• Elizabeth Grey? Does she undergo a journey similar to Gandalf to become the WHITE Queen?
  • (She’s about to perform some magic, so maybe?)
  • This is possibly the most feminine that Janet McTeer has ever looked
  • Elizabeth can’t be bother to change her clothes before her next meeting with the King? How poor IS she?
  • At least she took those 15th Century self defense classes
  • Must stop self from picking everyone’s corresponding #GameofThrone’s character
  • (Instead of a Kingslayer there’s a Kingmaker)
  • “So this is love?” –King Edward bursts into the classic CINDERELLA song
  • How do you forget the ring to your own secret wedding?
  • Max Irons can be my King
  • This Seer business is intriguing but also v silly
  • And the dialogue could really use some work
  • “Your daughter will never be royal.” –Duchess Cecily bursts into the popular Lorde single
  • #TheWhiteQueen is equal parts #GameofThrones and #TheTudors and I’m totally OK with that
  • I should also really brush up on my War of the Roses knowledge…or just keep watching the rest of the season…

Millennials Will Be Drawn to WHATEVER THIS IS

fdd74fd5b92ebbca19a3955b37f6aa6c_largeAdam Goldman’s follow-up to his (hit?—it’s certainly got a following in NYC) webseries The Outs is the equally bleak series Whatever this is. Instead of following the intense break-up of a couple, this series tackles a more expansive look at what living in NYC is like, especially for those penniless millennials. Based on the first episode (which you can watch here), Whatever this is seems to be an entertaining series guaranteed to capture the struggle of making it in NYC—without all that privilege that the cast of Girls flaunts.

Speaking of Girls, the female lead Lisa (played by Madeline Wise) comes off as a hard-up Marnie, struggling in a state of poverty she’s uncomfortable with but desperate to appear as a kind person. Her equally hard-up boyfriend Sam (Hunter Canning) works as a PA with fellow friend and roommate Ari (Dylan Marron) to help pay the rent—they have a jar of cash to calculate how close they are to the monthly payment. Whatever this is follows this trio as they navigate the ofttimes cutthroat world of NYC.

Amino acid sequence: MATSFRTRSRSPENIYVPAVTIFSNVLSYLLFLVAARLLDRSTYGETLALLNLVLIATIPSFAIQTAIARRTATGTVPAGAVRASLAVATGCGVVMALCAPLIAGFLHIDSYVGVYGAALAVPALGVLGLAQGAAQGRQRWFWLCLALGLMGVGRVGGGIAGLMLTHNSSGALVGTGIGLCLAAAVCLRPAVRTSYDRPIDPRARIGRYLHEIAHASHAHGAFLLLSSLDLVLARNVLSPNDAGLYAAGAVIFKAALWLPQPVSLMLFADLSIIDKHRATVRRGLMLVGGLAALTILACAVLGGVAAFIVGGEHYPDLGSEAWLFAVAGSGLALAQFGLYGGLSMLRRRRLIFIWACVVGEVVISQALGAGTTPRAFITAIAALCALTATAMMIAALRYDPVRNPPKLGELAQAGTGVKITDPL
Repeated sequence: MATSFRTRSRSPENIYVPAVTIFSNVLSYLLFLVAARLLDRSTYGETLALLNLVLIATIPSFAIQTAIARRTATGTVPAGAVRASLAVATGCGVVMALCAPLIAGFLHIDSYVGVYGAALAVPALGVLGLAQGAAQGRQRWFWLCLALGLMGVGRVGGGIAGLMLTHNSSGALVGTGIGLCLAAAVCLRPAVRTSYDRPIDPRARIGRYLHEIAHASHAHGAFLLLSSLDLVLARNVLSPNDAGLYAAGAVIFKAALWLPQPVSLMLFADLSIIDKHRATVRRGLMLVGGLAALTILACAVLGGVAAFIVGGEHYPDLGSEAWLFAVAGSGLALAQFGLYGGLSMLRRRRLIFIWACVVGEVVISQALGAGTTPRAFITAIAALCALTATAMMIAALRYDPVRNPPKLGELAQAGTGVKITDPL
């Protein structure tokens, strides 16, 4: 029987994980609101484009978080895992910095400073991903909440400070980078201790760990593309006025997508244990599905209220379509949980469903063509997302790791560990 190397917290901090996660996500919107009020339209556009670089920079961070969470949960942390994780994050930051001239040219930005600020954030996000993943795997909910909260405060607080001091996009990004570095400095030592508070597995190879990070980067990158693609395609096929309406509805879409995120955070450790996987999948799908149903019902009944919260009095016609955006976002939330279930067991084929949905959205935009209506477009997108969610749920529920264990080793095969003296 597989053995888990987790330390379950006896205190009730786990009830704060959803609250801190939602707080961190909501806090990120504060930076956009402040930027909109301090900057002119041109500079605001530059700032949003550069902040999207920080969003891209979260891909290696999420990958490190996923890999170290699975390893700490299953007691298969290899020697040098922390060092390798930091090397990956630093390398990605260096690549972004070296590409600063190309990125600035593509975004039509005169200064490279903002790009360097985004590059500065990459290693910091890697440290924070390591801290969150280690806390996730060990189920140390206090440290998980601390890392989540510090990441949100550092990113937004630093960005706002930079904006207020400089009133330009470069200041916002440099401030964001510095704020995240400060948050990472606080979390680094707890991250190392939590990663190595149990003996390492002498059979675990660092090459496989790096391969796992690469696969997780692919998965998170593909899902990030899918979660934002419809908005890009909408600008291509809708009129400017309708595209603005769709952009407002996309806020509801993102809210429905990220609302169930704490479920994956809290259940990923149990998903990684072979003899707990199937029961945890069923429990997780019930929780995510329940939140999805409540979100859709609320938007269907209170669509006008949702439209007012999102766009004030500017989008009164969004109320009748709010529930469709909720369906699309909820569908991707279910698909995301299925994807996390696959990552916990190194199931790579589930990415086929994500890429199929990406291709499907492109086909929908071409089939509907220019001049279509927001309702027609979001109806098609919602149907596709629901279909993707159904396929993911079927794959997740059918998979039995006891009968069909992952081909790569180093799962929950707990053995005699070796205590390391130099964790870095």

With a heterosexual couple at the center, Ari comes off as the cliché GBF. His role seems to exist solely as an enticement to fans of The Outs. That is, until his confessional monologue to a wasted “Real Housewife” emphasizes that he’ll be an equally well-developed character. He also reveals an interesting fact about one of his roommates, adding some emotional mystery to the other characters.

Goldman’s tone here is more comedic than The Outs, but it doesn’t lose any of its bleak outlook on life. However, his “playwright style of writing” proves much more awkward in this series. A scene between the three roommates and friends feels like a terse recital of Neil LaBute dialogue instead of a natural interaction between friends. Goldman’s intensity, which worked for The Outs, doesn’t translate to this “lighter” drama.

Fans of The Outs will certainly revel in the differences between The Outs and Whatever this is. Sasha Winters plays a fellow PA who delivers one or two snarky comments (one can only hope that she’ll play a larger a role in the upcoming episodes). Beloved Scruffy (Tommy Heleringer) also plays a fellow PA—this time he’s clean-shaven—in a blink-or-you’ll-miss-it cameo (Spoiler Alert: previews of the rest of the series—and his inclusion in the publicity photos—imply that he’ll reappear in a greater capacity). And, in amusing contrast, Canning sports some of the scruff that Heleringer now lacks, adding to his heterosexual look that’s perfected by his white ankle socks and cargo shorts. Playing against their previous types seems almost too obvious an acting choice, but the actors are very capable in these roles.

Having only seen the first episode, this series feels unsure of what it wants to be; but paired with the preview of the rest of the series, you can rest assured that intriguing drama will follow (and another cameo by Alan Cumming). Yet that unsurety of tone drives home Goldman’s message of how disappointment and desperation fuels this generation’s struggle in unfulfilling jobs as they strive for success.

[As of this posting, the kickstarter for this series is still accepting pledges. And if you pledge $30 or more you can get a download of The Outs!]